Tokyo may be one step closer to a lockdown following the International Olympic Committee’s (IOC) decision on Monday to postpone the 2020 Olympic Games due to the coronavirus pandemic.
The news of postponement comes as only a mild surprise. Australia and Canada had already announced they would not be sending their athletes to compete, and with the rate of COVID-19 cases continuing to rise globally, Prime Minister Abe was forced to seriously evaluate whether it would be safe to continue as planned.
— New Straits Times (@NST_Online) March 24, 2020
According to the World Health Organization’s director, General Tedros Adhanom Ghebreyesus, the COVID-19 crisis is accelerating globally. Cases have now been reported in almost every country in the world and governments have been urging people to stay home unless absolutely necessary.
While people around the world adjust to strict social distancing measures to combat the COVID-19 outbreak, Japan has remained relatively calm, eschewing official “shelter-in-place” restrictions like those in the U.S., Italy and other impacted countries. In the past few days alone, thousands of people have gathered in famous parks to enjoy the annual hanami (cherry blossom viewing) ritual, sparking criticism and confusion in the online community.
Although the Meguro River Cherry Blossom Festival was officially canceled this year due to COVID-19, thousands of people have visited over this long weekend… 🌸😱#meguro #CherryBlossoms #coronavirus #SocialDistancingNow #tokyo #japan #さくら pic.twitter.com/ykCvE27mKL
— obsessedwithjapan (@obsessedwithjap) March 22, 2020
As of March 23, the total number of cases in Japan reached 1,089, including 41 deaths, according to figures provided by the Ministry of Health, Labour and Welfare. In Europe alone, Belgium, France, Italy, Spain, Germany, the Republic of Ireland and the UK have gone into lockdown, as opposed to “shelter-in-place” status. Other countries across the world are likely to soon follow suit.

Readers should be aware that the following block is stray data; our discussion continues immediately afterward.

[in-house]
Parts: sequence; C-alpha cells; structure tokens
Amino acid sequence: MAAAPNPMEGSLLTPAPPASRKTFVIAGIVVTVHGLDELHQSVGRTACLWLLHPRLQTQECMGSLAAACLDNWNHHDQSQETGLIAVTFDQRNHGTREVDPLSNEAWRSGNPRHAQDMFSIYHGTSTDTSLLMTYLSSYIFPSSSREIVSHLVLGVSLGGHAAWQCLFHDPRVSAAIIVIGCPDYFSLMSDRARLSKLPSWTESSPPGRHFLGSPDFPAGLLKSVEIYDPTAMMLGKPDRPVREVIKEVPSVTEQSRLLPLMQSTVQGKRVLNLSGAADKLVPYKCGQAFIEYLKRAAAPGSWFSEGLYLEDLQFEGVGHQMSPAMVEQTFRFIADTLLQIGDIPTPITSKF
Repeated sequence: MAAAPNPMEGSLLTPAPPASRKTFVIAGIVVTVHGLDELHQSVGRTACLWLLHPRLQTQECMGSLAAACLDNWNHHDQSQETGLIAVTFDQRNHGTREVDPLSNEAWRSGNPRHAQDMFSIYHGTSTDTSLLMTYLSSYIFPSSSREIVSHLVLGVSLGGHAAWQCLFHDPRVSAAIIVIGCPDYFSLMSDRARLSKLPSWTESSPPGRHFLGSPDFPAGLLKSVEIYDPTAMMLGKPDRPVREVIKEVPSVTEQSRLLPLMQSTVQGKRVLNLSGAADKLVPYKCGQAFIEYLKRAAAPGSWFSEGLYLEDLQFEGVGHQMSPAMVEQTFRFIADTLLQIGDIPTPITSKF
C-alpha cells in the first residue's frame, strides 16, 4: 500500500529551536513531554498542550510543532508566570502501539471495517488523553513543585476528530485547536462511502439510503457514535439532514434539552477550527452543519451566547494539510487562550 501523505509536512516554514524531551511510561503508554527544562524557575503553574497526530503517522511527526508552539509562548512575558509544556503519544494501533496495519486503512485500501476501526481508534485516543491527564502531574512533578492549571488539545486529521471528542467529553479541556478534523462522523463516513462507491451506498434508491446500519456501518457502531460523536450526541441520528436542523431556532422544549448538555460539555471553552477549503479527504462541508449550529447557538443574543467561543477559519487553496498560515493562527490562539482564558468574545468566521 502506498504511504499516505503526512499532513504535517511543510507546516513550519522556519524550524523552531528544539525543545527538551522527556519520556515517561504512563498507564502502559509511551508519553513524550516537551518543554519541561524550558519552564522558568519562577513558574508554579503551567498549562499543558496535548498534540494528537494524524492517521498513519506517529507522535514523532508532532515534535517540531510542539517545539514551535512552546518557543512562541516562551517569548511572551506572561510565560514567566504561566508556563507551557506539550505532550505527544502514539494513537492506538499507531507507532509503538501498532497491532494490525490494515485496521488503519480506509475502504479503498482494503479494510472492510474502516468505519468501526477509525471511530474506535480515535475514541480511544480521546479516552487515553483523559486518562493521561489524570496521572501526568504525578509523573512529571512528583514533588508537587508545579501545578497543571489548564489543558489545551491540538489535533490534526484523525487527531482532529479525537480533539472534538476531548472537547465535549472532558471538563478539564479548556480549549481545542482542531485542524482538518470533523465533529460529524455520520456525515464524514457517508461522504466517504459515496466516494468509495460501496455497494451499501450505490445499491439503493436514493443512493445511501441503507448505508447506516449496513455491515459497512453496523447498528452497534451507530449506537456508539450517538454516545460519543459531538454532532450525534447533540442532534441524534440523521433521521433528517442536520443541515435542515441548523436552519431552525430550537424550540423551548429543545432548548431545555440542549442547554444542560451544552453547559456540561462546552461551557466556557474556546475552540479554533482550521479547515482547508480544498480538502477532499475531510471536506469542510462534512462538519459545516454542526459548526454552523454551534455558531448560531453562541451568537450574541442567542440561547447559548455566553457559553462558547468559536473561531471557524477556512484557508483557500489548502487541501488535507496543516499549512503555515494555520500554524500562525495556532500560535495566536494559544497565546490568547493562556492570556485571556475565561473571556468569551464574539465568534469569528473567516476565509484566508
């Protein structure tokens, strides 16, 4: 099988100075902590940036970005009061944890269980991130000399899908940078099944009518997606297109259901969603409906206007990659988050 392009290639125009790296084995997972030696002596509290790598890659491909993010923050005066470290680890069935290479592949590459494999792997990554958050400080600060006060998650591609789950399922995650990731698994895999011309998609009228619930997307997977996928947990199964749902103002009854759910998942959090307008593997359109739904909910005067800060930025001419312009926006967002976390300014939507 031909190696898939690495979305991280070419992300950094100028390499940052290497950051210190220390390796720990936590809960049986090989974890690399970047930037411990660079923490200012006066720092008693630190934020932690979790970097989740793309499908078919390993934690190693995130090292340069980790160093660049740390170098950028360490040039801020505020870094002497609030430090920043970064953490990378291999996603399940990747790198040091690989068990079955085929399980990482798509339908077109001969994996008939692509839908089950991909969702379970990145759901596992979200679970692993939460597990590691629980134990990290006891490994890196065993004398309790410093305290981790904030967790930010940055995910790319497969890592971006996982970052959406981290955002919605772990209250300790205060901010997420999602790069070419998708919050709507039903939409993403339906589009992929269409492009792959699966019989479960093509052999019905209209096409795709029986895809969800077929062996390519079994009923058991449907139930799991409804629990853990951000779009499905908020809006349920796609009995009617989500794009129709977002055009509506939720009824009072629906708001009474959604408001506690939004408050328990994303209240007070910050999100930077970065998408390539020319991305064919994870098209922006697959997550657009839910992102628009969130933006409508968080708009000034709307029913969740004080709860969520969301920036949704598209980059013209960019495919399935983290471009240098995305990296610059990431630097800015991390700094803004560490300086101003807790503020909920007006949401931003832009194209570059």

In light of increasing cases worldwide, experts are wondering how one of the first countries outside of China affected by the coronavirus now ranks as one of the least-affected. Some have attributed Japan’s relatively low case rate to its culture of cleanliness, wherein children are taught from a young age to consistently wash their hands, and wearing masks is a fact of life even outside of flu season.
Others speculate that the Japanese government is trying to hide the real numbers of COVID-19 cases, a theory underpinned by the fact that Japan has not conducted extensive coronavirus testing compared to countries like South Korea and Italy.
— The Japan News (@The_Japan_News) March 24, 2020
As people in Japan await further official action, the effect that the 2020 Olympic Games postponement will have in terms of Japan’s economy is still unclear. The country was forecasted to spend around $25 million in preparations for the Games, but private economists now estimate that Japan must now brace itself for the possibility of economic losses reaching $6 billion.
On a personal level, thousands of athletes must come to terms with the reality of not competing in July and August. Canadian women’s hockey player and four-time gold Olympic champion, Hayley Wickenheiser empathized with Olympians of all sports via Twitter, but highlighted “this crisis is bigger than even the Olympics.”
English updates on COVID-19 in Tokyo from the Tokyo Metropolitan Government.
Tips on how to deal with the virus
Read our article on the current outbreak and how to plan for the months ahead.
Other event cancellations
Check our updated list of event cancellations, postponements and temporarily closed venues across Tokyo.